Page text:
Given the discussion here last week, I thought it would be interesting to have another piece from Margaret Sanger.
... In an ideal society, no doubt, birth control would become the concern of the man as well as the woman. The hard, inescapable fact which we encounter today is that man has not only refused any such responsibility, but has individually and collectively sought to prevent woman from obtaining knowledge by which she could assume this responsibility for herself. She is still in the position of a dependent today because her mate has refused to consider her as an individual apart from his needs. She is still bound because she has in the past left the solution of the problem to him. Having left it to him, she finds that instead of rights, she has only such privileges as she has gained by petitioning, coaxing and cozening. Having left it to him, she is exploited, driven and enslaved to his desires.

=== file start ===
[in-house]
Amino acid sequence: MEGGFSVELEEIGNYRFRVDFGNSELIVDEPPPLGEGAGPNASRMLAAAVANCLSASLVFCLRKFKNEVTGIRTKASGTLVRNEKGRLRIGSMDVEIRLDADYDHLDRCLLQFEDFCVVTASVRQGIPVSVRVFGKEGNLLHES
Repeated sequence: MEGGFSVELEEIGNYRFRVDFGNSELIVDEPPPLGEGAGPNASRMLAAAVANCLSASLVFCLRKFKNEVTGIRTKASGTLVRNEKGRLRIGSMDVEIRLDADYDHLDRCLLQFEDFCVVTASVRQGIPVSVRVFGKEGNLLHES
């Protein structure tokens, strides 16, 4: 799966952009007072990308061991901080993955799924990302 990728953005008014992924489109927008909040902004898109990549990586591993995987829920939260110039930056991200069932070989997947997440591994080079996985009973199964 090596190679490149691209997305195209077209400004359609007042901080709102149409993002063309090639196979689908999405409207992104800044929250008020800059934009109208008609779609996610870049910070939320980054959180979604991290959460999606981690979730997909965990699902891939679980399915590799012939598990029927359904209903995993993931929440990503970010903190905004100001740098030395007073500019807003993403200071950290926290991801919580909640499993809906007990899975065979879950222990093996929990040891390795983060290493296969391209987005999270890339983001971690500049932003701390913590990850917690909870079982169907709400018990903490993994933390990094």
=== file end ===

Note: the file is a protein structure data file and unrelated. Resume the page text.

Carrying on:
While it is true that he suffers many evils as the consequence of this situation, she suffers vastly more. While it is true that he should be awakened to the cause of these evils, we know that they come home to her with crushing force every day. It is she who has the long burden of carrying, bearing and rearing the unwanted children... It is her heart that the sight of the deformed, the subnormal, the undernourished, the overworked child smites first and oftenest and hardest. It is her love life that dies first in the fear of undesired pregnancy. It is her opportunity for self-expression that perishes first and most hopelessly because of it.
Margaret Sanger, Women and the New Race, 1920